Examining the rise of online blogshops in Singapore
Every year around the month of June, it is not uncommon to see large red banners hanging around shopping malls, plastered on store fronts, and even along roads, all proclaiming huge discounts and limited time offers. These tantalizing deals are part of the annual Great Singapore Sale (GSS), a paradisal event for avid Singaporean shoppers and a time of self-indulgence spanning more than two months. However, in June 2018, the GSS was reported to have experienced a loss in buzz and participation from retailers and shoppers alike. GSS was a lot quieter in 2018, and the 25-year-old event was said to have lost its lustre, facing competition from the emergence of suburban malls (such as City Square Mall and NEX) and online shopping. In 2019, GSS was renamed and repackaged as GSS: Experience Singapore, a shorter 5-week festival with pop-up stalls, film screenings and fashion shows, in a bid to adapt to Singapore’s evolving consumer landscapes.
‘Online Fashion Retailing and Retail Geography: the Blogshop Phenomenon in Singapore’ (Journal of Economic and Social Geography, 2015), by Associate Professor Godfrey Yeung (NUS Department of Geography) and Ms Ang Kim Leng, is a study testament to the rapid expansion of the local online apparel industry which has affected enthusiasm towards the GSS. The article examines the factors leading to the rise of blogshops in Singapore, namely due to a combination of low barriers to entry, the accessibility of technical platforms, informal institutions that bind the blogshop community and the development of a self-regulatory regime. It proceeds to detail how such blogshops achieve long-term sustainability, through the evolution of retail channels from online to brick-and-mortar shops, as well as the formation of personal and professional networks within related industries.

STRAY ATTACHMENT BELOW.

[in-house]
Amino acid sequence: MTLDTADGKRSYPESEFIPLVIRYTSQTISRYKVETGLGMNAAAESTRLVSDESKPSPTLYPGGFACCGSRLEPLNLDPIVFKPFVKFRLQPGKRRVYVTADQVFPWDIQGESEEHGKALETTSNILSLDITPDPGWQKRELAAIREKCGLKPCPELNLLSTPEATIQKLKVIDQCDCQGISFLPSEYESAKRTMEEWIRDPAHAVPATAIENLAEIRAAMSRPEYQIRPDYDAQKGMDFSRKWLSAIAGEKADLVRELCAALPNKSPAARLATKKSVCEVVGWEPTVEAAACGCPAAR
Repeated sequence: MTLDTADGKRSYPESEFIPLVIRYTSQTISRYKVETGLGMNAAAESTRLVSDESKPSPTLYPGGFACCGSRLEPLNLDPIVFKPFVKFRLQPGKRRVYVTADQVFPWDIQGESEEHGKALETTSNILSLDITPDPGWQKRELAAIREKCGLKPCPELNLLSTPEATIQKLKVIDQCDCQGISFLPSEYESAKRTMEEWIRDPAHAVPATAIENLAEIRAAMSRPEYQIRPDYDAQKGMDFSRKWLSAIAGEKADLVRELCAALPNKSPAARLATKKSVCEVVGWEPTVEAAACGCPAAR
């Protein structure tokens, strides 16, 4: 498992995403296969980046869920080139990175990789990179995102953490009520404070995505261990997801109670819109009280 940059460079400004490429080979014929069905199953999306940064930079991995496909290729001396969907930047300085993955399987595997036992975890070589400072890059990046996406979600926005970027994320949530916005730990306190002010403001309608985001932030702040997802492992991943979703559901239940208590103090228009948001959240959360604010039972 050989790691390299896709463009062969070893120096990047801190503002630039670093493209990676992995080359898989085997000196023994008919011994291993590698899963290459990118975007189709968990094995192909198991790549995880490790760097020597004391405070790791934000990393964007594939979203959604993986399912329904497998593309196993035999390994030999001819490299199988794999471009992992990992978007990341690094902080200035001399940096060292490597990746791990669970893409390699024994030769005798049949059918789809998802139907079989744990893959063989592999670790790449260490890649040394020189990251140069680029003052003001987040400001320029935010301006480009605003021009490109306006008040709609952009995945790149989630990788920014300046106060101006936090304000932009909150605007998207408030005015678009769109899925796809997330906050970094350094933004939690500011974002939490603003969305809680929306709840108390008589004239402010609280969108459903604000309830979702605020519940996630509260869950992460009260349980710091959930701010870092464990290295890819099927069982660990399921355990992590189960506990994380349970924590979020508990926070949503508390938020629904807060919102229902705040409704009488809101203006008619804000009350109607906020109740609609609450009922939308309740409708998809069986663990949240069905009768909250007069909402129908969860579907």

This study is important as current research on retail geography focuses on large established Anglo-American retailers which expand into online retail for further outreach, rather than online blogshops owned by individual entrepreneurs and which undertake a reverse development path from conventional retailers. Existing research on retail geography also excludes the agency of local (and individual) economic actors in identifying and developing business opportunities, which this research highlights as one of the crucial elements in running online blogshops in Singapore. Providing an extensive examination of the processes and interacting networks behind online blogshops, this study is extremely relevant in detailing the devolution of fashion authority as well as changing consumer patterns in Singapore today.
Read the full article here.